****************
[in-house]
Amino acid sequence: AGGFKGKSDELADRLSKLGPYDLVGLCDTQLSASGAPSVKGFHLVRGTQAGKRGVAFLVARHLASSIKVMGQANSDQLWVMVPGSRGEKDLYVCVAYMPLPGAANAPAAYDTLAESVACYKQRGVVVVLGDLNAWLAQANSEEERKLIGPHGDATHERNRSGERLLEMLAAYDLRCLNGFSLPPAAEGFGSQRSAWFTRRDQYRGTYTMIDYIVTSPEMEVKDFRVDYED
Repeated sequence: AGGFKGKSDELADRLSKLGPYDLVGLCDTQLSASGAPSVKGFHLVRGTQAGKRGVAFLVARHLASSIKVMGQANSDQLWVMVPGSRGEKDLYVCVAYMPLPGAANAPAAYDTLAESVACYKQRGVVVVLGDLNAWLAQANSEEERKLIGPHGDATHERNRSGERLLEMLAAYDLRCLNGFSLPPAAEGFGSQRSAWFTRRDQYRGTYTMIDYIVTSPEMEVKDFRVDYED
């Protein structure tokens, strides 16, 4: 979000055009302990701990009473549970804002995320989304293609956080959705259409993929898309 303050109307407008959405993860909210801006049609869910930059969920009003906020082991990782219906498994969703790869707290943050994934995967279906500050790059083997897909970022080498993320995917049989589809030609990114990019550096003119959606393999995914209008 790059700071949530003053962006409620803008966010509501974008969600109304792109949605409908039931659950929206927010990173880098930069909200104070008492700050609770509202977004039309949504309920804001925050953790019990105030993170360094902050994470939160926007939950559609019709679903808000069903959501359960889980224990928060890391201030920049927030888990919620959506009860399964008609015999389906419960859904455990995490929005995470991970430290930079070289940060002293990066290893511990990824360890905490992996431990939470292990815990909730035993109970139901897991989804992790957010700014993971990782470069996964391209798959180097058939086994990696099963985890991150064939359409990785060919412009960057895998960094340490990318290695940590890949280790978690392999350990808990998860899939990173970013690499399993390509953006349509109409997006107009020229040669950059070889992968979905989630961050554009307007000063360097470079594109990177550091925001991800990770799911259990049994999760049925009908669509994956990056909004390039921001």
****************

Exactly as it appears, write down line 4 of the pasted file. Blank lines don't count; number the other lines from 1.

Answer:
């Protein structure tokens, strides 16, 4: 979000055009302990701990009473549970804002995320989304293609956080959705259409993929898309 303050109307407008959405993860909210801006049609869910930059969920009003906020082991990782219906498994969703790869707290943050994934995967279906500050790059083997897909970022080498993320995917049989589809030609990114990019550096003119959606393999995914209008 790059700071949530003053962006409620803008966010509501974008969600109304792109949605409908039931659950929206927010990173880098930069909200104070008492700050609770509202977004039309949504309920804001925050953790019990105030993170360094902050994470939160926007939950559609019709679903808000069903959501359960889980224990928060890391201030920049927030888990919620959506009860399964008609015999389906419960859904455990995490929005995470991970430290930079070289940060002293990066290893511990990824360890905490992996431990939470292990815990909730035993109970139901897991989804992790957010700014993971990782470069996964391209798959180097058939086994990696099963985890991150064939359409990785060919412009960057895998960094340490990318290695940590890949280790978690392999350990808990998860899939990173970013690499399993390509953006349509109409997006107009020229040669950059070889992968979905989630961050554009307007000063360097470079594109990177550091925001991800990770799911259990049994999760049925009908669509994956990056909004390039921001």